A cowboy hat crown is functional because it includes “air space” to allow your head to breathe. Different heights are needed to fit correctly without smothering your dome and reducing your ability to sweat.
Creases, Dents and Bashes
Honestly we do not see much difference between a crease and a dent and a bash. Let’s call them all creases here, and try to point out if they’re on the top or on the sides.
The famous Stetson “Boss of the Plains” hat was an open crown hat with no creases. Through use, the crowns became dented. Repeatedly picking up a hat in a certain way would eventually leave a crease, or a pinch, or an upturned brim.
This accidental creasing led to some hat owners experimenting and personalizing hats with their own creases. Possibly they creased their own hats to hide accidents.
At some point, hatmakers began to create intentional creases at the top and on the sides. These would hide the eventual accidental mistreatment, and start style specialization. It’s not common, but today you can still purchase an open crown hat, then ask for your own special crease.
Here are some of the most popular creases.
The Gus crease is one of the original cowboy hat creases, and it’s easy to see why. At a time when cowboys would tip their hat to ladies, they’d grab their hat crown to do this. Their hands would gradually make creases, so the Gus features 3 creases and all sloping forward.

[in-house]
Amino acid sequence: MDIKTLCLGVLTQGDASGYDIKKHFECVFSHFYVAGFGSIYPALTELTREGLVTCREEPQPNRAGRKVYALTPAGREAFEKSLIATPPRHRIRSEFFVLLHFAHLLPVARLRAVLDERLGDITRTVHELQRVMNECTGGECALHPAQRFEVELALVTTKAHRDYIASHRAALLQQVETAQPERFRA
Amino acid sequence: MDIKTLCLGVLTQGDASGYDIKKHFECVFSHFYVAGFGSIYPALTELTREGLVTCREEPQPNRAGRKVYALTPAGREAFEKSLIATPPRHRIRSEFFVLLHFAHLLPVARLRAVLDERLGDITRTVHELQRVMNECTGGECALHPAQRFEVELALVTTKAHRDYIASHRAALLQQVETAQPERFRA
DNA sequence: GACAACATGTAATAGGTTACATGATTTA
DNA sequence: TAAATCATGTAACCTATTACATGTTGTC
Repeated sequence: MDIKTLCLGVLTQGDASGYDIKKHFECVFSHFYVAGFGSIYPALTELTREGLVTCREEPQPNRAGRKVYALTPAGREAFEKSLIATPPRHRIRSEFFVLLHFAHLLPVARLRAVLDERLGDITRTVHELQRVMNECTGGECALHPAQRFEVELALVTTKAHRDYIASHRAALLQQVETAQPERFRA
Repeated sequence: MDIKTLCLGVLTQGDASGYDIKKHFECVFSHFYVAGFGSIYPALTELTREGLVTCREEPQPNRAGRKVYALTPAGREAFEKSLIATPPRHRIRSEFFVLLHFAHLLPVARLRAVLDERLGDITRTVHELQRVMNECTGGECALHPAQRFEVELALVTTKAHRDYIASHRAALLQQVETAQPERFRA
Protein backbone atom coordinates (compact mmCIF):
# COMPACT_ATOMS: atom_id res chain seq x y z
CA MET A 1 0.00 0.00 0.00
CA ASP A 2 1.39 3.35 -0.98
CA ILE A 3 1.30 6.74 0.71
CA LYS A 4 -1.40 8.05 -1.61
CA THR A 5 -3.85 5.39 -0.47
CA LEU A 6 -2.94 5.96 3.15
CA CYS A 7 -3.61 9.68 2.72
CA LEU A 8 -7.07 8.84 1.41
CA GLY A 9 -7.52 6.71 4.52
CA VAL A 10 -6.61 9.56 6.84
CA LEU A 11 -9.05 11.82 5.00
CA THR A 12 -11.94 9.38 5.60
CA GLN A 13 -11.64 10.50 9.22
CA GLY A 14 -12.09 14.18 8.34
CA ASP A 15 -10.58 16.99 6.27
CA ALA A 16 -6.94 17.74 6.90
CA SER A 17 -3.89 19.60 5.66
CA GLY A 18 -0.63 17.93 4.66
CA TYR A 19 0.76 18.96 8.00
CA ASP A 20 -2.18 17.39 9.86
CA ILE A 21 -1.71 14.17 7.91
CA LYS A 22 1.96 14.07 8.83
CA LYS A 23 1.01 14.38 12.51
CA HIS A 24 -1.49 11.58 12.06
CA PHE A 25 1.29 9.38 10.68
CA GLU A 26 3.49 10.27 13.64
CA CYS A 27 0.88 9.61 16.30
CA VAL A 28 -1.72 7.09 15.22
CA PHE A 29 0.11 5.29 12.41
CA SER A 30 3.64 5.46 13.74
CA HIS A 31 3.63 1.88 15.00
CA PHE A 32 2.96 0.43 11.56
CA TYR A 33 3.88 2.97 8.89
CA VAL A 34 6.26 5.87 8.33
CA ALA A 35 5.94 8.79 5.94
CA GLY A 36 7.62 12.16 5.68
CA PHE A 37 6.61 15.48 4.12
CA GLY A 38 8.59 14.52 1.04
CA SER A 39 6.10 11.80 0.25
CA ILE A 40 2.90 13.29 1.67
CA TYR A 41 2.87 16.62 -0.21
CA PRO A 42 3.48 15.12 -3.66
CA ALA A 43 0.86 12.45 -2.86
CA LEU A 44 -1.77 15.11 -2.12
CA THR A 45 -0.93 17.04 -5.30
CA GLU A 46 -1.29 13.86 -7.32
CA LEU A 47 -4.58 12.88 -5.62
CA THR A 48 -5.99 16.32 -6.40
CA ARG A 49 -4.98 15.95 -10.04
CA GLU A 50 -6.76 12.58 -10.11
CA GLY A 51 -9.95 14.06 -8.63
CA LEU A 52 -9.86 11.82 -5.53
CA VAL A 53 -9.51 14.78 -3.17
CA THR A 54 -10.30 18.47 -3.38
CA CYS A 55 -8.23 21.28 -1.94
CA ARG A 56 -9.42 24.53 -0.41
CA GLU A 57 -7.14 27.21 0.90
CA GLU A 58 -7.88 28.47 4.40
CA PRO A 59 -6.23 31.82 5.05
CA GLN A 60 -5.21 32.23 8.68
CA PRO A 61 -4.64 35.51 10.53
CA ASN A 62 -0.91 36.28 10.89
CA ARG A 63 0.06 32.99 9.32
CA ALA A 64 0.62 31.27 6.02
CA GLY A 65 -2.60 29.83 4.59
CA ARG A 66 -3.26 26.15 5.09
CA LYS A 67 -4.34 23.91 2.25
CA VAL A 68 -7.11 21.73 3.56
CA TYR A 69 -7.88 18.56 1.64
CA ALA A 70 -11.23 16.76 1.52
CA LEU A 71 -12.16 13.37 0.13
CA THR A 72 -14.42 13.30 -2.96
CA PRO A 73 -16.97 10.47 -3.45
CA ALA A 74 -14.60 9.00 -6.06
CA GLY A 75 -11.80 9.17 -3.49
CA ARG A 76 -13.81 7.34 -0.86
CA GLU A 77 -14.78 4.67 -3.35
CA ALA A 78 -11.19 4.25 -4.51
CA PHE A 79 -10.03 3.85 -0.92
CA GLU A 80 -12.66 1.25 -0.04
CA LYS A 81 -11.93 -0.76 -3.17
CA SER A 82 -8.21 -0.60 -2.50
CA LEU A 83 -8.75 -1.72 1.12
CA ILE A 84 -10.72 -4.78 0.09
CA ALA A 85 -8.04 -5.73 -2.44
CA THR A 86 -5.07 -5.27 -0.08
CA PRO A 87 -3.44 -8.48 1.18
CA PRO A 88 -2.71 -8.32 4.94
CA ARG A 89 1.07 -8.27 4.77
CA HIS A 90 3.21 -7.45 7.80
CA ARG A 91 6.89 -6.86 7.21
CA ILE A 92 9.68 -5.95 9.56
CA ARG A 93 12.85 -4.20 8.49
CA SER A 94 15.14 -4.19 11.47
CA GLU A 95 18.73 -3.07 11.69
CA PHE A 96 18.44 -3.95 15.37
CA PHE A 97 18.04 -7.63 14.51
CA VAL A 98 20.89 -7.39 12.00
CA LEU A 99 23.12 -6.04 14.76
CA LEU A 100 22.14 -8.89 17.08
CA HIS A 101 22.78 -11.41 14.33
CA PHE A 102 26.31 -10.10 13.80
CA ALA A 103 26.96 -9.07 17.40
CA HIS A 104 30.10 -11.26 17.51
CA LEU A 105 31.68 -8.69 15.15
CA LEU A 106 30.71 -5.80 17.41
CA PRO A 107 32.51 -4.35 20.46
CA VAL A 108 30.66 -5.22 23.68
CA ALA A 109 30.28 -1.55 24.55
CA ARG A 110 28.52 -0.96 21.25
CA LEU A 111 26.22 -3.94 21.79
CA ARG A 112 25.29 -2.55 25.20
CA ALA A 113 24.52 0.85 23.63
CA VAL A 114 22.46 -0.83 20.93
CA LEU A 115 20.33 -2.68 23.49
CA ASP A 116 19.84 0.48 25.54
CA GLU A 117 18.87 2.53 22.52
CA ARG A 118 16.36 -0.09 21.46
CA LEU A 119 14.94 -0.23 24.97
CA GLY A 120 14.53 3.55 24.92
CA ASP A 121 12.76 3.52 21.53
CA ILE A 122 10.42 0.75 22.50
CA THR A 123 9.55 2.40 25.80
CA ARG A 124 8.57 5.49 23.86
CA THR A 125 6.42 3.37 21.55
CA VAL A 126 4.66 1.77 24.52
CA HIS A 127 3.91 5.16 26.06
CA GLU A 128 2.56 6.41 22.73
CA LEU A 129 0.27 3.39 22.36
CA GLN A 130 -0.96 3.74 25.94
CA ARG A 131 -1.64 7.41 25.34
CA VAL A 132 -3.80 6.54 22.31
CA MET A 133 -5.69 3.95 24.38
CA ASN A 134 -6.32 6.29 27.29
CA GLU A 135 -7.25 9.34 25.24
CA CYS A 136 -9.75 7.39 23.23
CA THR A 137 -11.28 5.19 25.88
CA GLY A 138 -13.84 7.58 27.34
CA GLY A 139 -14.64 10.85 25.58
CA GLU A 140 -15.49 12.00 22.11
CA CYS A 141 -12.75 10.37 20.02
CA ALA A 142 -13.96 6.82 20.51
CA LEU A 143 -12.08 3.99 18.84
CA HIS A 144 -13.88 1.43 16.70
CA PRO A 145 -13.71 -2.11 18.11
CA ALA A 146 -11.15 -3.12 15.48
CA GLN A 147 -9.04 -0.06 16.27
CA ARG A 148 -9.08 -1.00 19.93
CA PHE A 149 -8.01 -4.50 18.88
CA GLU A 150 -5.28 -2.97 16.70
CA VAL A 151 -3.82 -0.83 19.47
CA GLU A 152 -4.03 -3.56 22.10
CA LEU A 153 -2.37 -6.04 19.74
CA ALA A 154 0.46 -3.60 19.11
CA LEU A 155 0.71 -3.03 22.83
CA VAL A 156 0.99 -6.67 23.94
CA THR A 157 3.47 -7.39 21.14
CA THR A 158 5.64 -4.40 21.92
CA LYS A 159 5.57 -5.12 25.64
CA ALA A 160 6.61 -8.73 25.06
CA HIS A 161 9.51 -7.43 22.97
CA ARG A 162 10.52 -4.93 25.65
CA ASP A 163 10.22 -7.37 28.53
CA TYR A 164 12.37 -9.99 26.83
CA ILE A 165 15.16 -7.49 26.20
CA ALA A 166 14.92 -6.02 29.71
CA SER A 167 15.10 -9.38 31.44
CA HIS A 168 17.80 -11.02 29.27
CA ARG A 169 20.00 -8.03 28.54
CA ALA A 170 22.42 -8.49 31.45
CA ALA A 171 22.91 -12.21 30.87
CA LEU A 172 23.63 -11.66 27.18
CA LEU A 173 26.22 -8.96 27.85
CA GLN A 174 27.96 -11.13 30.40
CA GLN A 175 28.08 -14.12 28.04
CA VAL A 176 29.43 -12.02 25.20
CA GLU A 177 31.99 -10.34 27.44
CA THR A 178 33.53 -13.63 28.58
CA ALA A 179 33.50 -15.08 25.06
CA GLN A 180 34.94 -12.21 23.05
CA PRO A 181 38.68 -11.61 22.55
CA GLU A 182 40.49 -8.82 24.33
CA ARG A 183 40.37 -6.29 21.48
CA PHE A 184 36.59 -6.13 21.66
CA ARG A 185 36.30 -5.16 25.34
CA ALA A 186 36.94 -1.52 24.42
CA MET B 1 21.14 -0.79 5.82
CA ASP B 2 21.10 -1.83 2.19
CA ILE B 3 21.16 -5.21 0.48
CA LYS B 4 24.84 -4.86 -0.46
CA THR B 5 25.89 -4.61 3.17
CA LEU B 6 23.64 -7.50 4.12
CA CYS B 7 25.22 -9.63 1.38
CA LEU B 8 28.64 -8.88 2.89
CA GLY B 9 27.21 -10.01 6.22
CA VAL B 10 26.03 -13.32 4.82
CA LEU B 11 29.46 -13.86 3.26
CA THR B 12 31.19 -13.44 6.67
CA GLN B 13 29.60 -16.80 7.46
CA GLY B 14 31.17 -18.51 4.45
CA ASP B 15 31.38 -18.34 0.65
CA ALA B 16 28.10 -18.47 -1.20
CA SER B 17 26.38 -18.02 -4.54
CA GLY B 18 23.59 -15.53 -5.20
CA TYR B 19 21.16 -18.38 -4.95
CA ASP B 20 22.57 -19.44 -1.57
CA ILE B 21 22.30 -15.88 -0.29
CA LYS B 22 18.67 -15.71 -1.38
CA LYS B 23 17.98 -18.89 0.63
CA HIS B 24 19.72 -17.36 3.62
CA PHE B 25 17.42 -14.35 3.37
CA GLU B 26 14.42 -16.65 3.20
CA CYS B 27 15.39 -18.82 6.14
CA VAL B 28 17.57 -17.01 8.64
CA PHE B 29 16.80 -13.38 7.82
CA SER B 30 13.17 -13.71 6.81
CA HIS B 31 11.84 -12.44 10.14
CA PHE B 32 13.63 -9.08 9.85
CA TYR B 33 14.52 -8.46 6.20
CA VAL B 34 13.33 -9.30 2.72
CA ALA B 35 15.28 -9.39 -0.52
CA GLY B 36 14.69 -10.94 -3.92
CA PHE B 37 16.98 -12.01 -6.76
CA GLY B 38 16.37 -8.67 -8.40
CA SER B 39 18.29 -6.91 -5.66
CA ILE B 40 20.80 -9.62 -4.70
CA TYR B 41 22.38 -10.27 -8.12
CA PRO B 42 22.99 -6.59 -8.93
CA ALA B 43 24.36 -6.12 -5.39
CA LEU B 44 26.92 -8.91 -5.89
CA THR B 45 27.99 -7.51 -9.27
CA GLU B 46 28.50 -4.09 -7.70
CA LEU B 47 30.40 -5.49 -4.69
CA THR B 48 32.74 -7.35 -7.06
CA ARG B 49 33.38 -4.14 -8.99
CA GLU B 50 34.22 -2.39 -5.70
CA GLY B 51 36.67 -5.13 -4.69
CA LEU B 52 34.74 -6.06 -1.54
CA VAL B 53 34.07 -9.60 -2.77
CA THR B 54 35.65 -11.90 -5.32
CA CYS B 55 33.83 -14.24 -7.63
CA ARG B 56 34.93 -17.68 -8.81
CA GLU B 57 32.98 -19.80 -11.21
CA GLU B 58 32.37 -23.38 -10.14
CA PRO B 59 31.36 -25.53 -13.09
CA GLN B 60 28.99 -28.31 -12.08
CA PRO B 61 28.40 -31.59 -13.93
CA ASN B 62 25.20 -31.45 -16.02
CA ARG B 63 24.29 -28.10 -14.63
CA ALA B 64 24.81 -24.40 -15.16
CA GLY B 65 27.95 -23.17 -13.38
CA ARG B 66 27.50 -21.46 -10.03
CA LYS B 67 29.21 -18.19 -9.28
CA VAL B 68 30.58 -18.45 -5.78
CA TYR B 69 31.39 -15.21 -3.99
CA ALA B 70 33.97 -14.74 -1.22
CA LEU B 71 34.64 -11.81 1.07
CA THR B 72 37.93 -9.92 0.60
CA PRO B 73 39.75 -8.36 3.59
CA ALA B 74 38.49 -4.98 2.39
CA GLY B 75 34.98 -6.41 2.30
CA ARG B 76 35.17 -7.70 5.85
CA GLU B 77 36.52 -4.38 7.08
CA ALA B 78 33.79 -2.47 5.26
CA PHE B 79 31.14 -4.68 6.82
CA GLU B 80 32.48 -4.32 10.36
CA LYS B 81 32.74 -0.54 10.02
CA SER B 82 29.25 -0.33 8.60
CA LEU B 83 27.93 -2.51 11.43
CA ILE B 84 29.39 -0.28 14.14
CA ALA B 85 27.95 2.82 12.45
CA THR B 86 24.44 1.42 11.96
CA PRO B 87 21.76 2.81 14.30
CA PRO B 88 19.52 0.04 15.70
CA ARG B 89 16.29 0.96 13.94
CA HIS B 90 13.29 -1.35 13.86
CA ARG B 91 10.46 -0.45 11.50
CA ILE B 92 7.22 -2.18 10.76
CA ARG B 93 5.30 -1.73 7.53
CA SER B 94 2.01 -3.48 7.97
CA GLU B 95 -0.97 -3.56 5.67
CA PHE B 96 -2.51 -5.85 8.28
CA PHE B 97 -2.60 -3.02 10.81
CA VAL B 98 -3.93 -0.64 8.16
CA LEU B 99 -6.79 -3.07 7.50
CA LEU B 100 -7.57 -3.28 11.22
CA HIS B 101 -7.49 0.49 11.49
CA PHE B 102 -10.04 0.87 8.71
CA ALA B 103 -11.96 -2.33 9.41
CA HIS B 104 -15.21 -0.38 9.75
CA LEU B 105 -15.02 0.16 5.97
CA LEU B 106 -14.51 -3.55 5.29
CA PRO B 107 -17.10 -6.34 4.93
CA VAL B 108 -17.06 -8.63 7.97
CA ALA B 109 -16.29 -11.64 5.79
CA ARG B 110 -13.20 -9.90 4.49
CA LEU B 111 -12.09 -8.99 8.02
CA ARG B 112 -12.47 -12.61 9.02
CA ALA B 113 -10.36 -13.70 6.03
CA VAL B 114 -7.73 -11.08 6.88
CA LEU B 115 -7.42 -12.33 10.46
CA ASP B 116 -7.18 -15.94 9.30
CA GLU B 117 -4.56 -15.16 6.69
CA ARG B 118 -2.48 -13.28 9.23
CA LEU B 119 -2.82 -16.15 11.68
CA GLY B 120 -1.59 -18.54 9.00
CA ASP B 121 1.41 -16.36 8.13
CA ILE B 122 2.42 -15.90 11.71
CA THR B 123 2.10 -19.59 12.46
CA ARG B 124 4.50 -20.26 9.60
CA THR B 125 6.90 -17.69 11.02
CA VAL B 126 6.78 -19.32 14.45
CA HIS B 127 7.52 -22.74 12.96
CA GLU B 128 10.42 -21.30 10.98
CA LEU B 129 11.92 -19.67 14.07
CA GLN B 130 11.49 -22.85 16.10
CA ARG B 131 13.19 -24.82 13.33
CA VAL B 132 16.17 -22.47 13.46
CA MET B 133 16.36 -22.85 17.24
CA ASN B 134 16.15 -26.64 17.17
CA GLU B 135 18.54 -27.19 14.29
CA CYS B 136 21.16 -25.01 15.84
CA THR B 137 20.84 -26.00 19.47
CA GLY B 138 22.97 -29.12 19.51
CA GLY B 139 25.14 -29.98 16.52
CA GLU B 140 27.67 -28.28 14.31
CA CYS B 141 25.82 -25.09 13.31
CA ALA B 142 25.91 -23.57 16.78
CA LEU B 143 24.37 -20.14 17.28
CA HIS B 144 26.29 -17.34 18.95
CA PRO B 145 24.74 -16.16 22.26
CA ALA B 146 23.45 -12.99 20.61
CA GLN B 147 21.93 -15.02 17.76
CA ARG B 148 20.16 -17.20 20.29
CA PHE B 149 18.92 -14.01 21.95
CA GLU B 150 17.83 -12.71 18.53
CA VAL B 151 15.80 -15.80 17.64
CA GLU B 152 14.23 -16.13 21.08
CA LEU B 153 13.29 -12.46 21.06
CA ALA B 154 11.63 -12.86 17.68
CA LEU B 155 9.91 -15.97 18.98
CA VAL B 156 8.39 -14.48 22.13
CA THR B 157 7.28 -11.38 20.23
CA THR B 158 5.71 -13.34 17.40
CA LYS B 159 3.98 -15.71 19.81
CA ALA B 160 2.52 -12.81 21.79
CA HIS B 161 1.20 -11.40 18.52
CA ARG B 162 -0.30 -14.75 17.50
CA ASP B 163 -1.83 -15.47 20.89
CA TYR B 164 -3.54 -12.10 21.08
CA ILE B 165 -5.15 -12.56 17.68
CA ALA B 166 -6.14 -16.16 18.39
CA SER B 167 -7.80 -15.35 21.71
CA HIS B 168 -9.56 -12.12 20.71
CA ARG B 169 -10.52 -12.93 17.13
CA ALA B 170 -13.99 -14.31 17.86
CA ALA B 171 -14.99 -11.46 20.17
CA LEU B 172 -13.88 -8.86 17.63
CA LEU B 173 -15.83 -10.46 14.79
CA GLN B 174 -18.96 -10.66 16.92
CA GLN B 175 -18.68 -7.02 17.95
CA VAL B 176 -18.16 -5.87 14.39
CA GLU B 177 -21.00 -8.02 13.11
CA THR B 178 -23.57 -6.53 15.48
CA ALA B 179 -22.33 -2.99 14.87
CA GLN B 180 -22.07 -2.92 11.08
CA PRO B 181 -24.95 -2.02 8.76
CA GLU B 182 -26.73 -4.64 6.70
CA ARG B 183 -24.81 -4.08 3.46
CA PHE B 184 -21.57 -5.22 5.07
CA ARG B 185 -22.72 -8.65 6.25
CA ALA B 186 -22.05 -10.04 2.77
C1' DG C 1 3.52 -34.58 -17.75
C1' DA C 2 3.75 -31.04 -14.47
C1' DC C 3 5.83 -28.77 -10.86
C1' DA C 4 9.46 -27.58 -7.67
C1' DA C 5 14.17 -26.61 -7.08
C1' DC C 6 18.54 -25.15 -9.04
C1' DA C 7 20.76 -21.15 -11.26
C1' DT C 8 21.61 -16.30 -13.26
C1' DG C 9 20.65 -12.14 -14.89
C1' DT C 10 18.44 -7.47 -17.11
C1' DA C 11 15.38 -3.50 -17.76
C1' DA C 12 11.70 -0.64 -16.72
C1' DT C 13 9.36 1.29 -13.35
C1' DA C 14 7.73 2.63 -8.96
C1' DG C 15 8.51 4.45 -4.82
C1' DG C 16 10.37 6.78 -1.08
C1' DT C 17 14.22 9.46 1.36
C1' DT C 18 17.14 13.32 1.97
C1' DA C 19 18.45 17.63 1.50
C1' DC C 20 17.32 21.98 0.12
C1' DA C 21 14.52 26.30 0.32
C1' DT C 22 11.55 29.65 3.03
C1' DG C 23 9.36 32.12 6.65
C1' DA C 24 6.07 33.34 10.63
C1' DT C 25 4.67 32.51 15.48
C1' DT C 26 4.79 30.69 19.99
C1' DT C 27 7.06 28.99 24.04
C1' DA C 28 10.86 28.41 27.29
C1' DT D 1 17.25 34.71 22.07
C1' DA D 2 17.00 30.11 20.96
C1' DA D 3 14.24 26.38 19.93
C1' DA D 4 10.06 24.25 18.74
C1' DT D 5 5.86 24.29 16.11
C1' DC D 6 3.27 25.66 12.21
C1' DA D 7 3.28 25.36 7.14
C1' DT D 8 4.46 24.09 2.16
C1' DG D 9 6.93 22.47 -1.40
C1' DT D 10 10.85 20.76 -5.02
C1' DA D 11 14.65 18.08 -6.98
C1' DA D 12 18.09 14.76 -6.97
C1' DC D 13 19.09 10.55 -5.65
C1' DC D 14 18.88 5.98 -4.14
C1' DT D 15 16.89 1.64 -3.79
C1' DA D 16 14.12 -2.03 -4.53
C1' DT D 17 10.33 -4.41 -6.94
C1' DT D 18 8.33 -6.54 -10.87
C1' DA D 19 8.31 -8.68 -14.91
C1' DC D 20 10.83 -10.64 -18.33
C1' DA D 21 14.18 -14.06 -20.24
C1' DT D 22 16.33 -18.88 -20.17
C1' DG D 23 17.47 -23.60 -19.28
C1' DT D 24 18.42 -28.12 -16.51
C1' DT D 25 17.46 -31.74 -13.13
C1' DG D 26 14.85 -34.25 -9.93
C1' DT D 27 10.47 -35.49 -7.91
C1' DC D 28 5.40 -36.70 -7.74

Gus hat front view
Gus hat side view.
On the Gus, the crown is lower at the front, higher at the back. The Gus was popularized again in the 1980s, worn by actor Robert Duvall’s character Augustus Lonesome Dove TV series and is still popular today, as seen on this Stetson crushable wool hat with Gus crown.
Seratelli Cowboy hat with Cattleman crease
In Silverbelly colour.
The Cattleman crease has more widespread appeal. It’s a deep single crease down the centre of the crown, with one shallow crease (or dents, or bashes) on each side. The hat itself usually has a taller, but narrower crown typically between 4 and 5 inches tall.
The Cattleman crease is strong and traditional, and is probably Wei’s most popular style, available in several brands like Stetson, Seratetelli, Ariat, and more.